Monday, April 18, 2016

NanoEngineering meets chemical engineering meets electrical engineering for one grad student

Lindsay Freeman at Research Expo on Thursday, April 14, 2016
NanoEngineering meets chemical engineering meets electrical engineering for Lindsay Freeman, a graduate student at the University of California San Diego’s Jacobs School of Engineering. Freeman is getting a Ph.D. in chemical engineering, her home department is NanoEngineering, and she is doing her research in an electrical engineering lab.

Freeman presented a poster on the fusion between optical physics and chemistry at Research Expo on Thursday, April 14 (see abstract below and see all poster abstracts here).

“The nucleic acids in DNA strands functionalized to silver have been shown to have fluorescent properties, similar to a fluoroflore,” said Freeman. “This is due to the charge transfer effect; energy is given off as light when the electrons move between the orbitals of the atoms of the nucleic acids and those of silver. We want to understand why this works. It began as trying to understand nucleic acid-silver composites, but turned into, ‘Can we use this as a way to figure out how molecules bind to a surface?’”

Freeman, from South Carolina, knew she wanted to be an engineer. As a child, she loved to build computers, and pursued computer engineering as a result. However, she shifted away from it when she realized she really liked chemistry.

“My passion is in bio-detection,” said Freeman. “I like the fusion between electrical and chemical engineering – the interdisciplinary effect of looking at biosensors. There are two components: sensors are easily understood by science, but biology is difficult. I find this field to be challenging.”

Freeman says she chose UC San Diego because the school is dedicated to both engineering and medicine, and San Diego is a well-known hub for biotech. “I looked at the facilities offered, the collaboration opportunities.”

Freeman plans to complete a postdoc at UC San Diego before pursuing other job opportunities in the area.

Regarding Research Expo, Freeman says, “My goal is to get better communicating science. In addition to networking with industry professionals, I also love interacting with other students. We publish all this great research, and this is the one time we get to see all of our fellow graduate students in one place.”

See the best poster award winners here.

Want to meet more than 200 graduate students doing innovative engineering research, like Freeman? Don’t miss Research Expo in 2017!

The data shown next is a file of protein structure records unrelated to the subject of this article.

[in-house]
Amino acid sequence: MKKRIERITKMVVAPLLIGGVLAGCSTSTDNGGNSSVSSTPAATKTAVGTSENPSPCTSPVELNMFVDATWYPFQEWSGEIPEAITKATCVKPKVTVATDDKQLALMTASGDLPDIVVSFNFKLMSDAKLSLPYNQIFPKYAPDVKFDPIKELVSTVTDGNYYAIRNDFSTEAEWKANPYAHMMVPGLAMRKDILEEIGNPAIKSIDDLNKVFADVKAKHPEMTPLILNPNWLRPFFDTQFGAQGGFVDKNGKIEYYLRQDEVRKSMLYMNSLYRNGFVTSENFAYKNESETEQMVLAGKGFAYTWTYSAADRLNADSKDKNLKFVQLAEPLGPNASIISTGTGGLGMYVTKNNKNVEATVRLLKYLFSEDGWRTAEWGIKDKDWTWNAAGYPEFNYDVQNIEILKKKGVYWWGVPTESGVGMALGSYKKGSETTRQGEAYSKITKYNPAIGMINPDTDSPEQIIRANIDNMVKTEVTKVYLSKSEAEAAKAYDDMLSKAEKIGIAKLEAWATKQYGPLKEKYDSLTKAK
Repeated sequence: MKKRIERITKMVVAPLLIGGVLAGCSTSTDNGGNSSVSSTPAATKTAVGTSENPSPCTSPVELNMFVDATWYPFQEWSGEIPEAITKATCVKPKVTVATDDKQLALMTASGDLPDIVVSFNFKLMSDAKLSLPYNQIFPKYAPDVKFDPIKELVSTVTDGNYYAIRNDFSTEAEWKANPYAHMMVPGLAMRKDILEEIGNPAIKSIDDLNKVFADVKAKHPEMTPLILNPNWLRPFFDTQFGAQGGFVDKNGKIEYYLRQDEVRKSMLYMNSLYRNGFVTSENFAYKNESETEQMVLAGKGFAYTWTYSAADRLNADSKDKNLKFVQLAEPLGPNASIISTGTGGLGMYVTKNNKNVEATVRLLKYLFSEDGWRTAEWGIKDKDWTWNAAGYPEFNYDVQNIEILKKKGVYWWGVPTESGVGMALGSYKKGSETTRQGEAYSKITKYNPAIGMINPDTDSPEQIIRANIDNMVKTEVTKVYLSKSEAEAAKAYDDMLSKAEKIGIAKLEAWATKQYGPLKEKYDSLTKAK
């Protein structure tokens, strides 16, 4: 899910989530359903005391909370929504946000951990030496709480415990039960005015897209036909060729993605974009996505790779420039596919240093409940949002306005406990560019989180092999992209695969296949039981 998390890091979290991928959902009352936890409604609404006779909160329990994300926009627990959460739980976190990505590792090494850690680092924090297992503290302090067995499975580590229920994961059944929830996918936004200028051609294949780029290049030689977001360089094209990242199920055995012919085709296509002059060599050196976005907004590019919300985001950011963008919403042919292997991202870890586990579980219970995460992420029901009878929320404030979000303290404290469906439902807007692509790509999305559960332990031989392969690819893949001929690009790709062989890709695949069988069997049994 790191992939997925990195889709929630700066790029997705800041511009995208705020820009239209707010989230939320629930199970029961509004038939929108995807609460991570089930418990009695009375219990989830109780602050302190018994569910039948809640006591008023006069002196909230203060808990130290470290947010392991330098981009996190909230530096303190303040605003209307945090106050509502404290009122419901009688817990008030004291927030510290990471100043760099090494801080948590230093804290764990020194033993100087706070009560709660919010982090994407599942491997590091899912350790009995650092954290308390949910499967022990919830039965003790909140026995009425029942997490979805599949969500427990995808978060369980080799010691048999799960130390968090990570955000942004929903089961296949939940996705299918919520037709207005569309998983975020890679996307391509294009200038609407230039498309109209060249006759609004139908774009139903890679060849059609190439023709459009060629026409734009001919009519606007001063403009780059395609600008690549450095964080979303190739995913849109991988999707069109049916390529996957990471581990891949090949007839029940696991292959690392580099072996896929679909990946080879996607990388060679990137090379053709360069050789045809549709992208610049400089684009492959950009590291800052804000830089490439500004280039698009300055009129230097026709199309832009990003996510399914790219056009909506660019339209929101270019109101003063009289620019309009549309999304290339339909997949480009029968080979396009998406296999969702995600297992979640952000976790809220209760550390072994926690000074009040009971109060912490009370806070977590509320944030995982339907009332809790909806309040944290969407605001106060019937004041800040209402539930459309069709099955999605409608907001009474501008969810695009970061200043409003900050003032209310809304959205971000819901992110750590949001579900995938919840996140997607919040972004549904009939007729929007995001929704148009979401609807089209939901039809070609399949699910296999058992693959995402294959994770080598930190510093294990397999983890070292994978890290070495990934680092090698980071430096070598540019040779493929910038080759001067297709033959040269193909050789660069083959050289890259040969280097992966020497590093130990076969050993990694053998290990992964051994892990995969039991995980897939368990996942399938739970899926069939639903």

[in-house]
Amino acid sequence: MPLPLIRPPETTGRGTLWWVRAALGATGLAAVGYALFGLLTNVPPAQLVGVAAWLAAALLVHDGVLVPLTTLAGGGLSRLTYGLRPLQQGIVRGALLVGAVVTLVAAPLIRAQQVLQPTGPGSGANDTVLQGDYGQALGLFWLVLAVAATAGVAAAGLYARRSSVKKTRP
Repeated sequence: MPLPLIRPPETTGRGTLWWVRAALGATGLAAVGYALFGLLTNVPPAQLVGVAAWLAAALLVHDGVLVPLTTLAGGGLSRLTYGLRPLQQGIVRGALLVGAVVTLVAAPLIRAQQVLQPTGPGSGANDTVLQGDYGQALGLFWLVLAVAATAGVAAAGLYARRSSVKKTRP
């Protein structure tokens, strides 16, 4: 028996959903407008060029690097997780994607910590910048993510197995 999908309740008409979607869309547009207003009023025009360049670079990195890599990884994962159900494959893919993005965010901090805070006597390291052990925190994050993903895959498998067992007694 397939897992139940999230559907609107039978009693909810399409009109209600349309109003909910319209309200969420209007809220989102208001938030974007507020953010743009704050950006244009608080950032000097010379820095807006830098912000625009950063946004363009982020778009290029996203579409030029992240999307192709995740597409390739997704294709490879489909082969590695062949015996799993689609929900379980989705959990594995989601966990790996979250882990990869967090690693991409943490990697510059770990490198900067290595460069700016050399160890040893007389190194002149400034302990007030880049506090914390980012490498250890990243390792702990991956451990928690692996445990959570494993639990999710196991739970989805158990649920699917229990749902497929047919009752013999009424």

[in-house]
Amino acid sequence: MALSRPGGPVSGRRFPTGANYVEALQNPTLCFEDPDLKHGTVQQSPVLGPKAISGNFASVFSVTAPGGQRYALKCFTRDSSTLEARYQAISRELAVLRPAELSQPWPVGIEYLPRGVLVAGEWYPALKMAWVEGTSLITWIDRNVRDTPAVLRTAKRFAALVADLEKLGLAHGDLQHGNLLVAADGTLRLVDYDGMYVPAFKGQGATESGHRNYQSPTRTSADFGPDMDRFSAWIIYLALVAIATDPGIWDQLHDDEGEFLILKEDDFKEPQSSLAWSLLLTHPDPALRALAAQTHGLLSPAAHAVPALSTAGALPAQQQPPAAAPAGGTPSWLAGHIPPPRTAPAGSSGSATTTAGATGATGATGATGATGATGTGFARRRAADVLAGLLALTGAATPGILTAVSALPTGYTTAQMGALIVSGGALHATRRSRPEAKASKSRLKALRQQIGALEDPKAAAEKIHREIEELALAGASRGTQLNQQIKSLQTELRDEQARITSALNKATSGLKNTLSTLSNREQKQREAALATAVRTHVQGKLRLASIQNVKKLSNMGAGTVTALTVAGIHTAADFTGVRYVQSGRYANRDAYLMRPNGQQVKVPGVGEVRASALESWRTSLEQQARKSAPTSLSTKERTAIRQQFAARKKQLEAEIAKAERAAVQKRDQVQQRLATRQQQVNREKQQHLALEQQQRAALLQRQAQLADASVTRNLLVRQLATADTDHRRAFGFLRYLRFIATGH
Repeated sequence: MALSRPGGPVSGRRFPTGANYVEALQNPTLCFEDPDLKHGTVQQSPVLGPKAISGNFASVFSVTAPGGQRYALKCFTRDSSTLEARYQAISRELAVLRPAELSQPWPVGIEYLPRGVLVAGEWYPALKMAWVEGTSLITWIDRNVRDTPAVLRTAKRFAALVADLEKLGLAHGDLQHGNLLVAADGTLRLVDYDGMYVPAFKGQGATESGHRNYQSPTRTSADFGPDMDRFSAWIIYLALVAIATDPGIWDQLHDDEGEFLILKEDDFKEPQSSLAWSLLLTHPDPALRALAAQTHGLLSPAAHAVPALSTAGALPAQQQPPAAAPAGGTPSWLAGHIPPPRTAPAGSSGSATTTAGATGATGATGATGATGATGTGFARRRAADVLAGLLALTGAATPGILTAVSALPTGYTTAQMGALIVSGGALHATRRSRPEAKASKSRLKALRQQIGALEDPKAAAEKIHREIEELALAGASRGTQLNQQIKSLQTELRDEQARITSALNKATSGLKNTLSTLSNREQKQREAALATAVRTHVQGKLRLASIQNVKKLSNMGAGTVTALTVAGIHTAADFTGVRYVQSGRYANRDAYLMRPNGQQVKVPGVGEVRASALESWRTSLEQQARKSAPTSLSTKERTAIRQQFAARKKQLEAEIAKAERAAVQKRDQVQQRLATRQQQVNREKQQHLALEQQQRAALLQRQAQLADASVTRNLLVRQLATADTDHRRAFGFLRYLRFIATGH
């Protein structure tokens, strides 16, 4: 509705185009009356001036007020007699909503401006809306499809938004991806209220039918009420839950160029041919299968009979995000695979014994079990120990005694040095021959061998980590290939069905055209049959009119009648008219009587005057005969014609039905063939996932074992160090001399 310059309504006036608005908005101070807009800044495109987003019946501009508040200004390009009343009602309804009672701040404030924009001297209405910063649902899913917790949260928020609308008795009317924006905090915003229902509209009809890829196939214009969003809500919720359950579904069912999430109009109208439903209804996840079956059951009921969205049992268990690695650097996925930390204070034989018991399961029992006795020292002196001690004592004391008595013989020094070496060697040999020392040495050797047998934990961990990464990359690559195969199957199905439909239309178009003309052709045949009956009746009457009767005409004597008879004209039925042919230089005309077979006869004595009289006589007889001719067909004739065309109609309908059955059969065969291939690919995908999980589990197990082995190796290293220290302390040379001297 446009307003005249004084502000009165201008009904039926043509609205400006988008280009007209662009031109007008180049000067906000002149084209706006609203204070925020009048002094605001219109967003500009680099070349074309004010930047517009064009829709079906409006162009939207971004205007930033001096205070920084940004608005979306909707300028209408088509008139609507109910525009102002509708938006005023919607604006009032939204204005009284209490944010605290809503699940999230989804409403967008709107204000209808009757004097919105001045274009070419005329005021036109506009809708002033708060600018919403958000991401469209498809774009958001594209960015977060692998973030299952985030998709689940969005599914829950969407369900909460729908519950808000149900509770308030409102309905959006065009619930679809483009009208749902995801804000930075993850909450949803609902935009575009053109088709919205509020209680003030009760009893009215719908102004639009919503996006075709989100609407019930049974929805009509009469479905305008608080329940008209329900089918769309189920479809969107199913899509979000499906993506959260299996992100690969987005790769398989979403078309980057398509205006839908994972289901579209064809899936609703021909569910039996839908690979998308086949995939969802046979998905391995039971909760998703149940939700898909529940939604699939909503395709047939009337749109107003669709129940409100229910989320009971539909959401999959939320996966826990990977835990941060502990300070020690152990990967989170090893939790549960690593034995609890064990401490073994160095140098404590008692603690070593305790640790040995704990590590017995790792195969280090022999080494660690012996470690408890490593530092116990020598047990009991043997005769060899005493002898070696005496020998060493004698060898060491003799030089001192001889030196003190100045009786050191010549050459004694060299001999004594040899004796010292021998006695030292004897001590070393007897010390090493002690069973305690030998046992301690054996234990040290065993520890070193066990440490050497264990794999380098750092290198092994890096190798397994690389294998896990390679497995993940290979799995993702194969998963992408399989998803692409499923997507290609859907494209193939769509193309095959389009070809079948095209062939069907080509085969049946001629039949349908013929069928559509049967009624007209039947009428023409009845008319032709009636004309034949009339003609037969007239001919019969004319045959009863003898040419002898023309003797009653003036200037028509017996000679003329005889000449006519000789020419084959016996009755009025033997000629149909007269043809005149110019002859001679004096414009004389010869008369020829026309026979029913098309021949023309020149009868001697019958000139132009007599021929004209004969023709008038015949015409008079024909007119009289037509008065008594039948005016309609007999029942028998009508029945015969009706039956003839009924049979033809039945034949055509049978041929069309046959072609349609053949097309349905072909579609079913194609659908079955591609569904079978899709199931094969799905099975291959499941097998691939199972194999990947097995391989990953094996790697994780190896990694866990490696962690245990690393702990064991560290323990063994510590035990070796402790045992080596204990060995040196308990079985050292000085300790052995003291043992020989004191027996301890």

Department: Electrical & Computer Engineering
Research Institute Affiliation: Graduate Program in Chemical Engineering
Faculty Advisor(s): Y. Shaya Fainman
Plasmonic devices are of great interest due to their ability to confine light to the nanoscale level and dramatically increase the intensity of the electromagnetic field, functioning as high performance platforms for Raman signal enhancement. While Raman spectroscopy has been proposed as a tool to identify the preferential binding sites and adsorption configurations of molecules to nanoparticles, the results have been limited by the assumption that a single binding site is responsible for molecular adsorption. Here, we develop the simulated Raman correlation spectroscopy (SRCS) process to determine which binding sites of a molecule preferentially bind to a plasmonic material and in what capacity. We apply the method to the case of nucleic acids binding to silver, discovering that multiple atoms are responsible for adsorption kinetics. This method can be applied to future systems, such as to study the molecular orientation of adsorbates to films or protein conformation upon adsorption.
Industry Application Area(s)
Electronics/Photonics | Materials | Biosensing

Friday, April 15, 2016

Research Expo 2016 Wrap-Up: And the poster awards go to…

Research Expo 2016 took place Thursday April 14, 2016 and featured a poster session, faculty talks, an awards ceremony and networking reception. The event was a success, thanks to our attendees, judges, sponsors and promotional partners, and the Jacobs School faculty, alumni, staff, and students. Students competed for a grand prize and the Rudee Outstanding Poster Award, as well as for the best poster award in each department. And the winners are…

Photo Credit: Erik Jepsen/UC San Diego Publications

The Rudee Outstanding Poster Award & NanoEngineering Best Poster

Timothy O'Connor, Rudee Outstanding Poster Award and Best Poster Award, NanoEngineering
Photo Credit: Erik Jepsen/UC San Diego Publications

Student(s): Timothy Francis Oconnor
Professor(s)Darren J. Lipomi
Industry Application Area(s): Energy/Clean technology | Materials | Semiconductor

The winners of the Best Poster Awards for each department are:

Bioengineering Best Poster

Gaurav Agrawal, Best Poster, Bioengineering
Photo Credit: Erik Jepsen/UC San Diego Publications


Student(s): Gaurav Agrawal 
Professor(s): Shyni Varghese 
Industry Application Area(s): Life Sciences/Medical Devices & Instruments

Computer Science and Engineering Best Poster

Ashish Kashinath, Debjit Roy and Justin Tee, Best Poster, Computer Science and Engineering